They have already been introduced to the idea that humans are embodied and embedded beings, and therefore dependent on and interconnected to nature. I remind them of those ideas. Then, I ask again, “Is this chair natural?” I continue, “Humans are part of nature and humans made the chair, so would that mean the chair is natural? The chair is made from wood, a natural material. Does that make it natural? I could just as easily sit on a rock or a stump if those were here. They are natural, right?” The discussion begins.
At some point in the discussion, we pause to define what nature is according to the ecofeminists we read for class that day. Mary Mellor, in Feminism and Ecology: An Introduction, defines nature as “the non-human natural world,” (8). It is probably the simplest definition out there. I quite like its simplicity.
Returning home to Maine in April has allowed me to experience winter turning her ancient wisdom filled face towards the maiden of spring. Although the month has been chilly, and until two days ago snow covered tree stripped mountains still held a dusting of snow, all nature is celebrating renewal.
In the woods the maples are turning a deep rose red. Here in the yard all my fruit trees are waiting for May’s rain and the warmth of a waxing solar sun to set fragrant bursting blossoms as are the lilacs. Blood red cardinals sing love songs in my pine forest, whistling up the dawn. Wood frogs croak in the vernal pools, laying jellied egg masses, young foxes race through oak groves crackling leaves in their wake. The goose stands watch over his nesting mate at the pond, a loon does the same, haunting the sky with his song. Continue reading “May – A Time of Becoming by Sara Wright”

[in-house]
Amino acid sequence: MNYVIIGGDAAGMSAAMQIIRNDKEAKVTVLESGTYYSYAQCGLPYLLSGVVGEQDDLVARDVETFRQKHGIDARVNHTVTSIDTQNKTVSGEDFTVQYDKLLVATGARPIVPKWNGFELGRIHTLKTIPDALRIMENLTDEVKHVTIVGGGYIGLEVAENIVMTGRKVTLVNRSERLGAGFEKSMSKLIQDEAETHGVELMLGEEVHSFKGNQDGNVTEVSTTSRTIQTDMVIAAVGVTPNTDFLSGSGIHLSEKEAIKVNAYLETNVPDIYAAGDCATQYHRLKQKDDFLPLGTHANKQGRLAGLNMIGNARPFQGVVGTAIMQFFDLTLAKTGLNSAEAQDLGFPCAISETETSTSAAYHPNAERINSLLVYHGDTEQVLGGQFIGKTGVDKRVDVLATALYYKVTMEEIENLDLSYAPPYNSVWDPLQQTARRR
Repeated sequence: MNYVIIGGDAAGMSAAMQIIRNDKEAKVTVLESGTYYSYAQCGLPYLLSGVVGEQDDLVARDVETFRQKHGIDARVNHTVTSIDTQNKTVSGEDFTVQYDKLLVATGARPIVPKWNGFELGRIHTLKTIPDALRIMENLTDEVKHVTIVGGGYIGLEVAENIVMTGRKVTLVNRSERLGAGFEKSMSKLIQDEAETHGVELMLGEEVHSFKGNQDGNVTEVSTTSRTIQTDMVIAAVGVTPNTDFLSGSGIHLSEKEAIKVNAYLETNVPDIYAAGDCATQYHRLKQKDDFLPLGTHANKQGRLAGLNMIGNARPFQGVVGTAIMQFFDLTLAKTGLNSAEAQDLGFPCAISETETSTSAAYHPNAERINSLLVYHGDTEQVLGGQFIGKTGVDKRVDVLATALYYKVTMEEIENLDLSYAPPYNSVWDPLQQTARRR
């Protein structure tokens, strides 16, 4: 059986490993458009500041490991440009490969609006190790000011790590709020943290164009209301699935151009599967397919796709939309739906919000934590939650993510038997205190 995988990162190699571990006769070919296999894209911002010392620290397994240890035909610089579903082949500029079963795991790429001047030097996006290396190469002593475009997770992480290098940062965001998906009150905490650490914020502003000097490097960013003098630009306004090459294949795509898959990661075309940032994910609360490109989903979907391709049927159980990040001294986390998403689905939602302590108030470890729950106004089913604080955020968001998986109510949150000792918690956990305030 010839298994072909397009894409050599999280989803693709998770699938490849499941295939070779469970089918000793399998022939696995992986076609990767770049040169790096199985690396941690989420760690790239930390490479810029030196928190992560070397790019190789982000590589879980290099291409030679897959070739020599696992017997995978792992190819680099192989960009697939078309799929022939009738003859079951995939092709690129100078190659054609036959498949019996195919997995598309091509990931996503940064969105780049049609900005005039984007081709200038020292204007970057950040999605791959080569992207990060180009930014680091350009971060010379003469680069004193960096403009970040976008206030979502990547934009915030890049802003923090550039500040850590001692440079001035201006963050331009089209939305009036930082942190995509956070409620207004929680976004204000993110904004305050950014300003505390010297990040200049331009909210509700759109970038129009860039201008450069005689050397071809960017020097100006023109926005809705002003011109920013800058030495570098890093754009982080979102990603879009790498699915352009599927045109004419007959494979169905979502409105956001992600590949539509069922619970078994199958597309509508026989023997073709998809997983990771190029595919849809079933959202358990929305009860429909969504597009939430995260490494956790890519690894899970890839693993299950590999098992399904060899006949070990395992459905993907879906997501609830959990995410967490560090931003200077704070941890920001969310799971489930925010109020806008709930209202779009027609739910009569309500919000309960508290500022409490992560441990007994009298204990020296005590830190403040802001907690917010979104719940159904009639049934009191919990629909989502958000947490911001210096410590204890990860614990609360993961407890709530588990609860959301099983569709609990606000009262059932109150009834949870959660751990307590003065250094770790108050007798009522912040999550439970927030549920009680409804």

Last year I attended a bonfire on the night of the winter solstice at a friend’s house. As my companion and I walked towards the ledge where the fire had been the year before we were both astonished. Where was everybody? We stood in the dark confused. Minutes passed.
After suggesting we leave, my companion remarked with annoyance, “What the hell is going on here?” A Rhetorical question. I sure didn’t know.
Sudden hooting split the night and some dissonant musical sounds seemed to be coming from out of the bushes below us.
Following the sounds we descended the steep hill and discovered that the fire was at the river’s edge, and that a few people were already gathered there.
Unbeknownst to either of us the location had changed, and from our vantage point on the hill we couldn’t see the fire or hear any sounds. I had been looking forward to this celebratory turning, and liked the idea of sharing it with friends. Yet, now I felt uneasy.
In the precious hour before dawn I walk down to a river that no longer empties into the sea – the circle of life has been broken – the earth’s veins and arteries are hopelessly clogged by human interference (stupidity) – the birds and animals that used to be able to rely on the river waters for food and resting places can no longer do so because dams control the water flow and westerners “own” the water. This morning black stone sculptures appeared overnight because the water level has been dropped another foot. And yet, acknowledging the flowing waters in their death throws seems like an important thing to do. For now, at least, the river turns crimson, reflecting the raging beauty of a pre dawn sky, and I am soothed by water rippling quietly over round stone.
I open the rusty gate to enter the Bosque, a place of refuge, for the cottonwoods and for me. Now I am surrounded by desert scrub and graceful matriarchs arc over my head. As I traverse the well – trodden path I enter a meditative state without effort. Soon I am walking in circle after circle passing through the same trees and desert scrub hearing voices.
I’ve spent much of the past four years – since returning to the state of my birth after more than forty years’ intentional absence – trying to understand and make peace with a particular slice of southern culture that I avoided most of my adult life. Part of that process was a deep dive into my family roots which led me to also consider the caverns further below those roots. If landscape contributes to shaping our human nature, what might that mean for my family?